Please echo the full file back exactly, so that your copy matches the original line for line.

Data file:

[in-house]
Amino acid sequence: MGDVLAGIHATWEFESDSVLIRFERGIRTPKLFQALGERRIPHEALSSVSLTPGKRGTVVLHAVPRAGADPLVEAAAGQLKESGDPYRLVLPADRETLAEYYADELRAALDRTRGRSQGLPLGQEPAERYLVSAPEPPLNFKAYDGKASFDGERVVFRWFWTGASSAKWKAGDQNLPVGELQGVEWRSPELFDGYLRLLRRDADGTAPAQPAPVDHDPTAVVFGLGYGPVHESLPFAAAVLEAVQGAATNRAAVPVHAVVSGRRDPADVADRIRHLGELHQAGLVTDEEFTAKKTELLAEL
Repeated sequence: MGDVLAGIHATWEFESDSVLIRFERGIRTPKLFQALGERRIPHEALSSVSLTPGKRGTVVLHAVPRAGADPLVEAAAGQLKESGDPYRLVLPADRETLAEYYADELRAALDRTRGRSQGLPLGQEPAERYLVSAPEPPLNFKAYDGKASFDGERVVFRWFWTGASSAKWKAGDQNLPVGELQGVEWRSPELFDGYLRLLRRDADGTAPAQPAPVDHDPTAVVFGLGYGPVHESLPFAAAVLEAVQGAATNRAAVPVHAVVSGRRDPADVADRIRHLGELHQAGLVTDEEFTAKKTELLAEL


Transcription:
[in-house]
Amino acid sequence: MGDVLAGIHATWEFESDSVLIRFERGIRTPKLFQALGERRIPHEALSSVSLTPGKRGTVVLHAVPRAGADPLVEAAAGQLKESGDPYRLVLPADRETLAEYYADELRAALDRTRGRSQGLPLGQEPAERYLVSAPEPPLNFKAYDGKASFDGERVVFRWFWTGASSAKWKAGDQNLPVGELQGVEWRSPELFDGYLRLLRRDADGTAPAQPAPVDHDPTAVVFGLGYGPVHESLPFAAAVLEAVQGAATNRAAVPVHAVVSGRRDPADVADRIRHLGELHQAGLVTDEEFTAKKTELLAEL
Repeated sequence: MGDVLAGIHATWEFESDSVLIRFERGIRTPKLFQALGERRIPHEALSSVSLTPGKRGTVVLHAVPRAGADPLVEAAAGQLKESGDPYRLVLPADRETLAEYYADELRAALDRTRGRSQGLPLGQEPAERYLVSAPEPPLNFKAYDGKASFDGERVVFRWFWTGASSAKWKAGDQNLPVGELQGVEWRSPELFDGYLRLLRRDADGTAPAQPAPVDHDPTAVVFGLGYGPVHESLPFAAAVLEAVQGAATNRAAVPVHAVVSGRRDPADVADRIRHLGELHQAGLVTDEEFTAKKTELLAEL